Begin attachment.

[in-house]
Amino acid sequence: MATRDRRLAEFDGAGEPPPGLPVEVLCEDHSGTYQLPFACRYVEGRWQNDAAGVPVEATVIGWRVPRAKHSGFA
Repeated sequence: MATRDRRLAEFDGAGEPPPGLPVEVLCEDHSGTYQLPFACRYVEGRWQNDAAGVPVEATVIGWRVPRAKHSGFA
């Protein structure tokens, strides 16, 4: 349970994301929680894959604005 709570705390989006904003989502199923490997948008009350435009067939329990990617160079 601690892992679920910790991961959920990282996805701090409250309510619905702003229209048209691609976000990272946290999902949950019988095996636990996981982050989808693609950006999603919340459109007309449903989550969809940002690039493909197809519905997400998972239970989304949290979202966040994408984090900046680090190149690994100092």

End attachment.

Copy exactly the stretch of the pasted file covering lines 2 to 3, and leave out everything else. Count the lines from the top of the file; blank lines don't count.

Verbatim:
Amino acid sequence: MATRDRRLAEFDGAGEPPPGLPVEVLCEDHSGTYQLPFACRYVEGRWQNDAAGVPVEATVIGWRVPRAKHSGFA
Repeated sequence: MATRDRRLAEFDGAGEPPPGLPVEVLCEDHSGTYQLPFACRYVEGRWQNDAAGVPVEATVIGWRVPRAKHSGFA